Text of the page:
29 June 2016

Undercover policing guidance published

​Undercover policing guidance which outlines how the tactic should be used to gather legal evidence and intelligence will be published for the first time, the College of Policing said today.

The professional body for the police today published undercover policing Authorised Professional Practice, which is national guidance, for a six week consultation before the final version is released later this year.

Undercover policing is used by forces across England and Wales to obtain evidence and intelligence to keep the public safe and bring criminals to justice.

The draft guidance says undercover operatives can only work once they have been accredited by the professional body, which involves going through a selection process and undergoing vetting and specialist training.

There are two types of undercover operative

  1. An undercover foundation operative carries out low-level infiltration that does not require the ability to withstand intense scrutiny by people who are potentially suspicious. For example, buying drugs on the street.
  2. An undercover advanced operative is trained to undertake deployments involving higher-level infiltrations and they must be able to withstand intense scrutiny from anyone who may be suspicious. For example, counter terrorism work.

The draft guidance sets out clearly the roles and responsibilities of police officers from those who are deployed on operations, to those who supervise and manage undercover officers and authorise operations.
It describes the roles of other external scrutiny arrangements such as the Office of Surveillance Commissioners and the courts.

Publication of the guidance is intended to allow the public to see the arrangements to manage undercover policing and give confidence that these arrangements are robust and built on experience.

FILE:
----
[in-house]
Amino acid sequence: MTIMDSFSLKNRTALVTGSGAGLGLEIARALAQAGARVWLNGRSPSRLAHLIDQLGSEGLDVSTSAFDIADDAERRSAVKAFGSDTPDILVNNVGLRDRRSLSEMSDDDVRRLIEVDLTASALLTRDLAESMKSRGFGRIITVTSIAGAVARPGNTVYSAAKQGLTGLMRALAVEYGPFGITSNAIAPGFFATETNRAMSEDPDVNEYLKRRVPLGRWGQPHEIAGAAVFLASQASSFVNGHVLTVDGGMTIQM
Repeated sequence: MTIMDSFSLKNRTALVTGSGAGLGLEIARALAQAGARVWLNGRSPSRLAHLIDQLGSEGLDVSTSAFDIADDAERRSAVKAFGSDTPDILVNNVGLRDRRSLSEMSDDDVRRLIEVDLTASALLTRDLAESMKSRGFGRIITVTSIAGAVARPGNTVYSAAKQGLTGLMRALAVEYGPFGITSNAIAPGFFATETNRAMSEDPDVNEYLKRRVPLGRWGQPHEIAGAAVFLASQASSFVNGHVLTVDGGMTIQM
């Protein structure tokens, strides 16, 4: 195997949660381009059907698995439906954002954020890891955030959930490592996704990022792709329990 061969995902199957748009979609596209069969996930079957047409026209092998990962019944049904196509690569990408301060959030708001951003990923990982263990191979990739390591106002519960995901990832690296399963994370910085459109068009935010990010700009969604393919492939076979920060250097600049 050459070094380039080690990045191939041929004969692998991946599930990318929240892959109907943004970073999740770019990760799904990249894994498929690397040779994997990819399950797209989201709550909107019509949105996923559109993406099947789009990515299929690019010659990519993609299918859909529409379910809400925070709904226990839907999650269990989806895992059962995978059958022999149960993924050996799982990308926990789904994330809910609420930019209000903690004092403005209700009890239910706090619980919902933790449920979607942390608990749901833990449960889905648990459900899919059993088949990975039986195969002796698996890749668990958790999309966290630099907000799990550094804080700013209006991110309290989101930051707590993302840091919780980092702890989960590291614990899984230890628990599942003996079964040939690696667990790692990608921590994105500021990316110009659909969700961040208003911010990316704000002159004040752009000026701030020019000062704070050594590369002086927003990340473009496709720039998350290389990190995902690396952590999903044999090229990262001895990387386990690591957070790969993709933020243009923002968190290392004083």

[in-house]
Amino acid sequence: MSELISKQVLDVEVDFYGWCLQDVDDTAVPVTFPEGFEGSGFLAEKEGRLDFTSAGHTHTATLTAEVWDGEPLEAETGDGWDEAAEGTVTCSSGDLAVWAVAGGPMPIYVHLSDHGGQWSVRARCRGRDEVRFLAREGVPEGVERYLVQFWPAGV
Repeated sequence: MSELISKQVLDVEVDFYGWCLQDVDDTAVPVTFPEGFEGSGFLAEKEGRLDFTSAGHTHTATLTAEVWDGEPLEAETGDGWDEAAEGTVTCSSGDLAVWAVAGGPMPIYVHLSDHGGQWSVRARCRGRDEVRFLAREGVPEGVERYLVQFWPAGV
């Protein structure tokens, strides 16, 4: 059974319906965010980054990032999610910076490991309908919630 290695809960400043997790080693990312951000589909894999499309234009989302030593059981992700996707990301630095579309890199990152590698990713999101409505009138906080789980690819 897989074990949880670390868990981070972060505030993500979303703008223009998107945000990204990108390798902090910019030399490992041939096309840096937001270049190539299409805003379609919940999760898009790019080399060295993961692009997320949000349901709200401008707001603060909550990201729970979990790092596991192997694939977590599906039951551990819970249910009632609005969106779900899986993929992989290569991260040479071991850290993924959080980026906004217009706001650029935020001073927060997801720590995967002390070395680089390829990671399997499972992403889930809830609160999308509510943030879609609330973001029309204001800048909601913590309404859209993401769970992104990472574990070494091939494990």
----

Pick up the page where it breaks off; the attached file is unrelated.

The draft guidance has an emphasis on the welfare of those working undercover and foundation operatives will undergo a personality assessment by a psychologist to understand a candidate's motivation and suitability to the role.
Advance operatives undergo a one-to-one psychological assessment with a psychologist or psychiatrist to identify any risk to their wellbeing. Officers themselves, their supervisors and managers all have a role in supporting those who operate in this high stress work and the guidance makes this clear.

Recent interest in undercover policing has centred on operatives having sexual relationships with individuals they are targeting.
The draft guidance says 'It is never acceptable for a UCO to form an intimate sexual relationship with those they are employed to infiltrate and target or may encounter during their deployment. This conduct will never be authorised, nor must it ever be used as a tactic of a deployment.'

College of Policing CEO, Chief Constable Alex Marshall, said: "Undercover policing is an essential tactic used by police forces to protect the public, save lives and bring serious and organised criminals to justice.
"The job of an undercover operative is dangerous so any authorisation must be done by an assistant chief constable and any operation lasting longer than 12 months needs to be approved by the chief constable.
"By publishing the vast majority of the guidance, withholding only operational tactics which would no longer be viable if shared, we want the public to see the measures we have in place to ensure undercover policing is used in a way that is proportionate, lawful and ethical."

You can view and respond to the consultation on the Authorised Professional Practice website.

Notes to editors

The College of Policing licenses all undercover training courses and accredits all who pass them. Undercover training is delivered to national standards by subject matter experts who hold appropriate training qualifications which are recognised by the College.

The register is attached as a PDF on the right-hand-side of this page.

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